Apply the Wisdom of Ecosystems to Your Portfolio of Projects

To recap using different labels for the quadrants:

Birth is entrepreneurial, you’re growing it and shaping it.

Maturity is managerial, a bureaucratic stance in the best sense of that word, managing effectively, producing quality results (nice ripe tomatoes!)

In creative destruction, you’re taking a heretical stance – burn it, put it into the compost, you get the picture.

Then, moving up the back loop of renewal, you’re linking people and ideas together networking into the next initiative.

Confused? Bravo!

Looking at all the things we’ve committed to is messy. If you feel irritable, afraid, confused, overwhelmed: bravo! You are bravely taking a learner’s stance.

Why? I see so many of you leading and dealing with what’s real in these weird times. In the face of disheartening evidence of so much extra bleakness in our American government and broader ecosystems, we’re still here now. You are somehow making room for the commitments that matter most.

Successfully confronting difficult times, and navigating increasingly complex and conflictual partnerships requires taking a learner’s stance.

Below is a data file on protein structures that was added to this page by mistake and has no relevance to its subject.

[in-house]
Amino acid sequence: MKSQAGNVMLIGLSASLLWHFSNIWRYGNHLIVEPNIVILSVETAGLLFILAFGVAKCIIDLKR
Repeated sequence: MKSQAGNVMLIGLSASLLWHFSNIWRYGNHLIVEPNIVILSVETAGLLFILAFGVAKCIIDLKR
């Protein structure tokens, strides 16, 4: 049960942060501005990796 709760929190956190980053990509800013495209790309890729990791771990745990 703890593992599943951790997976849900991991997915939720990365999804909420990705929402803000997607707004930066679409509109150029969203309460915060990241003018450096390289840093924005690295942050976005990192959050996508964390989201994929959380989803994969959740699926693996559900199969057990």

I heard from one of the leaders who is part of that aforementioned intergovernmental partnership as she was looking at the results of the ecocycle map the group created together:

“It’s going to be hard to keep adjusting our view of the big picture as things keep changing…yet by looking at it all together and having some conversations we had been avoiding, we saw our choices better, and left just a little less overwhelmed…”

Here’s a standing ovation for all of you willing to keep wading into the mess day to day, week to week. Thank you for daring to look and make even one more doable move, and then another, in the direction you know is right for now.

Here is encouragement to stick with the mess, all the ways you keep focusing on what is working, and have the patience to generate clarity. Together.